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Publication numberUS2715552 A
Publication typeGrant
Publication dateAug 16, 1955
Filing dateMar 1, 1954
Priority dateMar 1, 1954
Publication numberUS 2715552 A, US 2715552A, US-A-2715552, US2715552 A, US2715552A
InventorsLane John J
Original AssigneeGuiberson Corp
Export CitationBiBTeX, EndNote, RefMan
External Links: USPTO, USPTO Assignment, Espacenet
Drill string bushing tool
US 2715552 A
Images(3)
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Description  (OCR text may contain errors)

Aug. 16, 1955 J. J. LANE 2,715,552

DRILL STRING BUSHING TOOL Filed March 1, 1954 3 Sheets-Sheet l lll 0 J 9 Z 0,///// fill/I11? I! 7 9..

INVENTOR. John J. Lane ATTORNEYS an w /w Aug. 16, 1955 J. J. LANE 2,715,552

DRILL STRING BUSHING TOOL Filed March 1, 1954 3 Sheets-Sheet 2 IN V EN TOR.

John J. Lane JTTORNEYS Aug. 16, 1955 J. J. LANE DRILL STRING BUSHING TOOL 3 Sheets-Sheet 3 Filed March 1, 1954 I WV S g m IM PM A M United States Patent DRILL STRING BUSHING TOOL John J. Lane, Dallas, Tex., assignor to The Guiberson Corporation, Dallas, Tex., a corporation of Delaware Application March 1, 1954, Serial No. 413,246

8 Claims. (Cl. 308-4) This invention is concerned with a drill string bushing tool, including a journal and bearing, used in the drilling of wells. It is particularly concerned with a rigid tubular reinforcing member having rubber-like ribs so as to provide a resilient bushing arranged to be slideably disposed on a journal forming part of a drill collar, or other section of drill string, and permitted relative rotation with respect to such section. A string of drill collars, carrying thereon any desired number of these special bushings, may be incorporated as part of the drill string used in the rotary drilling of a hole in the earth.

In rotary drilling of an oil well, a string of drill pipe, having a drill bit secured to the lower end thereof, is progressively lowered into the earth by the rotation of the drill string, as the bit cuts away the various formations encountered.

A long drill string is relatively flexible, being subject to lateral deflection especially at its joints or couplings; and, upon the addition of weight thereto, the string is caused to bend and thereby produce an undesirable hole deviating from the vertical. It has been found practically impossible to drill a perfectly vertical hole.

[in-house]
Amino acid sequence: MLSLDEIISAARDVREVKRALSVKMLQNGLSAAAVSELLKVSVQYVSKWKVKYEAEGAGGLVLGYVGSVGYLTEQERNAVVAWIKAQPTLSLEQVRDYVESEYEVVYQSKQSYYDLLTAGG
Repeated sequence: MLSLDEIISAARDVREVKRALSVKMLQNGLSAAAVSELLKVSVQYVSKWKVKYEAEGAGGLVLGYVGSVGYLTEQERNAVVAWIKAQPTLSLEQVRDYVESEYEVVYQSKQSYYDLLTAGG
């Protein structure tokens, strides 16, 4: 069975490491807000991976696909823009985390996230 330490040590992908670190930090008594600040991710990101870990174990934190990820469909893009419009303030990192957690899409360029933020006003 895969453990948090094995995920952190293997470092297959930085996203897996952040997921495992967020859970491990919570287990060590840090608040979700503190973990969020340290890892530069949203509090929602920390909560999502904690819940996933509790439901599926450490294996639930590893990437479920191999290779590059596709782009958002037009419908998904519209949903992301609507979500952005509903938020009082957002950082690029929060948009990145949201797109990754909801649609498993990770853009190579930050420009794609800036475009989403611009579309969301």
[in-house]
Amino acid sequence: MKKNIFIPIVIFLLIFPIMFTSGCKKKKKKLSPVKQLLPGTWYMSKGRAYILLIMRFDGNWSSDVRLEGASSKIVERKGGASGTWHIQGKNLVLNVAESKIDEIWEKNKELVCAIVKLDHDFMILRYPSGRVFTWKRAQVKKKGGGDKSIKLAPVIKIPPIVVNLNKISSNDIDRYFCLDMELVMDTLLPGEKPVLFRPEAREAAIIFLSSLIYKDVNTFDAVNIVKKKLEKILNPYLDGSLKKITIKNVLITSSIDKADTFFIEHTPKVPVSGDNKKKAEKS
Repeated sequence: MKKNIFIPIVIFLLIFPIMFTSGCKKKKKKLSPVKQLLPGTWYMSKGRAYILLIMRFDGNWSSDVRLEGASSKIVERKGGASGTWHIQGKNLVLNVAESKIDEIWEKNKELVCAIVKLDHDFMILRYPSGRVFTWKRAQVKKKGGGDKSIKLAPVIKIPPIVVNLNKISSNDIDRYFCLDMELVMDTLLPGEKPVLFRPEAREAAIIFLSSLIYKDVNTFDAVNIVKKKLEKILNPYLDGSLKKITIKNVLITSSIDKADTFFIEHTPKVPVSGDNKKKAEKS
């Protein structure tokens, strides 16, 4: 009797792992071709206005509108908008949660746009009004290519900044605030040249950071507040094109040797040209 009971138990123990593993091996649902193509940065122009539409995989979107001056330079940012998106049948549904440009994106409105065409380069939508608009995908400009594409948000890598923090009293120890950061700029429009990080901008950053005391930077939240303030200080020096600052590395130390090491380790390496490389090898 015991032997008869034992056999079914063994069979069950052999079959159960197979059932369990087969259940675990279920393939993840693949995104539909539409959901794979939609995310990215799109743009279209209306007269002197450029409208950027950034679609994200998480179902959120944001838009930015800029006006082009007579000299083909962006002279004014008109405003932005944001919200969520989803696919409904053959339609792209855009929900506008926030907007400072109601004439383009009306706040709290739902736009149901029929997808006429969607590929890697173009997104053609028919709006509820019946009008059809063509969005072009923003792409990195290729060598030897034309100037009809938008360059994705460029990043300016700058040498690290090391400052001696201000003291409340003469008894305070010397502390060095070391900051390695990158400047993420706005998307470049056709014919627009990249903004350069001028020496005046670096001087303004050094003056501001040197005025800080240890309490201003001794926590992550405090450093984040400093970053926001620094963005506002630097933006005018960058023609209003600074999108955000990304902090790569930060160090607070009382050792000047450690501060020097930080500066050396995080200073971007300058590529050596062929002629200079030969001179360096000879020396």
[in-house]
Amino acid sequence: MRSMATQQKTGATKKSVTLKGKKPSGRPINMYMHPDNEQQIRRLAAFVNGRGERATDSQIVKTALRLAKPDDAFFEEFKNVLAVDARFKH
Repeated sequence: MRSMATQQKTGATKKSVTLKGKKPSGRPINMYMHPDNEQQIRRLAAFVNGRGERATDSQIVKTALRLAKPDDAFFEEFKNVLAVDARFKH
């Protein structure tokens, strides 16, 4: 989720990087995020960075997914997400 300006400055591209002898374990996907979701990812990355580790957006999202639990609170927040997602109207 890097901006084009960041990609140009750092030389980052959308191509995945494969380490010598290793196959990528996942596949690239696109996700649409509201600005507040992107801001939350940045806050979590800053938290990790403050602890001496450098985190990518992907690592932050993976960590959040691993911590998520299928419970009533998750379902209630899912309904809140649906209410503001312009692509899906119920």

At the lower end of the drill string (and as a part thereof), there is usually provided a plurality of very thick-walled sections of heavy pipe, referred to in the oil industry as drill collars. The drill bit is usually secured to the lowermost drill-collar.

Drill collars in a drill string have been multiplied in number in recent years in order to furnish increased weight immediately above the drill bit so as to thereby accelerate the rate of making hole, and to further provide more rigidity to the drill string (the collar walls being quite thick and made with heavy joints or conplings) in an attempt to reduce the bending of the string and the wobbling of the drill bit. -By using many such elongated heavy collars it was hoped that the hole could be cut more nearly straight.

However, the addition of increased weight and the added lengths of heavy drill collars together have been found to cause further bending of the driH stem, thereby increasing the deviation of the hole from the vertical. The crooked hole continues to be a great problem.

When the hole is inclined or made crooked, the drill string contacts one side of the hole, thereby causing the bit to make uneven contact with the bottom of the hole. The individual cutters of the bit can not contact the bottom of the hole simultaneously. When the bit fails to contact the bottom of the hole evenly, then the individual cutters on the 'bit can only successively strike or contact the bottom of the hole, and usually at only one point. Such undesirable contact materially lessens the rate of drilling and causes further deviation of the hole. Very often, the hole becomes so irregular in shape and inclination as to cause the drill stem to be twisted in two. Serious trouble follows the breaking or twisting off of a drill stem. I

The above problems are accentuated when drilling through hard formations wherein the drillstring often 2,715,552 Patented Aug. 16, 1955 buckles under very heavy weight, thus causing the drill string to spiral around the wall of the hole.

The heavy drill collar string, disposed at the lower end of the lighter weight drill pipe, in making up the string, is usually rotated in the open hole below the point to which the well has been cased with large well pipe or casing. Therefore, in its gyratory motion, as described above, the string of drill collars will forcibly strike and continue to contact the hard wall of the open hole. The hole wall is often of rock formation, very rough and irregular, and it causes undue wear and abrasion to the drill collars striking it, thus decreasing their life.